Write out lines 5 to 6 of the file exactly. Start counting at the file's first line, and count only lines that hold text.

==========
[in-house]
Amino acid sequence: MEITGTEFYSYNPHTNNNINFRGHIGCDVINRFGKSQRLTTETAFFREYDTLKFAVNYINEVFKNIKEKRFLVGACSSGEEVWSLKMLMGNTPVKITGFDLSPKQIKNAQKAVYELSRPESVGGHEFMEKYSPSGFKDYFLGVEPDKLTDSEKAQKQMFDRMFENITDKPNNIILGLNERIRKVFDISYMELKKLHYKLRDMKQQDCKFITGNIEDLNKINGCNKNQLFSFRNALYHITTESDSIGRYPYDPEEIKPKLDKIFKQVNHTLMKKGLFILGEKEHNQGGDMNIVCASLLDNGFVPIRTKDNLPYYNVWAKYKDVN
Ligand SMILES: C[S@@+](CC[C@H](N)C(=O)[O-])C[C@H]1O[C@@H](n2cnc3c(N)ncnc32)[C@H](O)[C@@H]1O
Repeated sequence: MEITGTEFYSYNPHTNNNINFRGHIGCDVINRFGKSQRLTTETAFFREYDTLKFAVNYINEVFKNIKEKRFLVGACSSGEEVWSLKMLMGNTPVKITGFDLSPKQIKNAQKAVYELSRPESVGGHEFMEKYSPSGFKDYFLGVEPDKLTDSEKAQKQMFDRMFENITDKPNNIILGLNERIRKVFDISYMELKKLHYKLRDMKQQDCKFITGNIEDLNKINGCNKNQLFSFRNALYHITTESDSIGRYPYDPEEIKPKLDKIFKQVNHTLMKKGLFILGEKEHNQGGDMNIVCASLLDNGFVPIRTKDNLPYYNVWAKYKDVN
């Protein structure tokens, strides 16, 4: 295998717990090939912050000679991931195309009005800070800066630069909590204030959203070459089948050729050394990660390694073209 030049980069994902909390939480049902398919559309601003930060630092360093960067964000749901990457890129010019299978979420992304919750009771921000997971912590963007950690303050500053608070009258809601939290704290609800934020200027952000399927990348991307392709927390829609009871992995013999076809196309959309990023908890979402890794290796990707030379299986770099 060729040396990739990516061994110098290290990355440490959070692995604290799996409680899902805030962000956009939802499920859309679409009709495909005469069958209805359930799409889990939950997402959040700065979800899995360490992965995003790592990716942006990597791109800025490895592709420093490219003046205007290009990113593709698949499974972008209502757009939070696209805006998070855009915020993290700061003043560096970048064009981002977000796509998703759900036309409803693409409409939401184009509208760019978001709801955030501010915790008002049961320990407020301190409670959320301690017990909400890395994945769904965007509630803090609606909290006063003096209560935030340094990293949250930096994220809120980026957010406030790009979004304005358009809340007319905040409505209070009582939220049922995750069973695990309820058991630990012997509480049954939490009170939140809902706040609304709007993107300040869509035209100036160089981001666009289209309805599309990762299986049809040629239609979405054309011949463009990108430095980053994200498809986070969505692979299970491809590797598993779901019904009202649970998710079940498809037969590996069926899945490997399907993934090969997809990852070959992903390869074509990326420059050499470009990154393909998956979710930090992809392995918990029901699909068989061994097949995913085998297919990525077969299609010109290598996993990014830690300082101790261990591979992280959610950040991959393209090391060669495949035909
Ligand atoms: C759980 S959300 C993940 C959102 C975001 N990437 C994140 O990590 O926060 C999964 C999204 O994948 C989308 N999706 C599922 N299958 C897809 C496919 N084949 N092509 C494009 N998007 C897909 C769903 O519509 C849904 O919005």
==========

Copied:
């Protein structure tokens, strides 16, 4: 295998717990090939912050000679991931195309009005800070800066630069909590204030959203070459089948050729050394990660390694073209 030049980069994902909390939480049902398919559309601003930060630092360093960067964000749901990457890129010019299978979420992304919750009771921000997971912590963007950690303050500053608070009258809601939290704290609800934020200027952000399927990348991307392709927390829609009871992995013999076809196309959309990023908890979402890794290796990707030379299986770099 060729040396990739990516061994110098290290990355440490959070692995604290799996409680899902805030962000956009939802499920859309679409009709495909005469069958209805359930799409889990939950997402959040700065979800899995360490992965995003790592990716942006990597791109800025490895592709420093490219003046205007290009990113593709698949499974972008209502757009939070696209805006998070855009915020993290700061003043560096970048064009981002977000796509998703759900036309409803693409409409939401184009509208760019978001709801955030501010915790008002049961320990407020301190409670959320301690017990909400890395994945769904965007509630803090609606909290006063003096209560935030340094990293949250930096994220809120980026957010406030790009979004304005358009809340007319905040409505209070009582939220049922995750069973695990309820058991630990012997509480049954939490009170939140809902706040609304709007993107300040869509035209100036160089981001666009289209309805599309990762299986049809040629239609979405054309011949463009990108430095980053994200498809986070969505692979299970491809590797598993779901019904009202649970998710079940498809037969590996069926899945490997399907993934090969997809990852070959992903390869074509990326420059050499470009990154393909998956979710930090992809392995918990029901699909068989061994097949995913085998297919990525077969299609010109290598996993990014830690300082101790261990591979992280959610950040991959393209090391060669495949035909
Ligand atoms: C759980 S959300 C993940 C959102 C975001 N990437 C994140 O990590 O926060 C999964 C999204 O994948 C989308 N999706 C599922 N299958 C897809 C496919 N084949 N092509 C494009 N998007 C897909 C769903 O519509 C849904 O919005």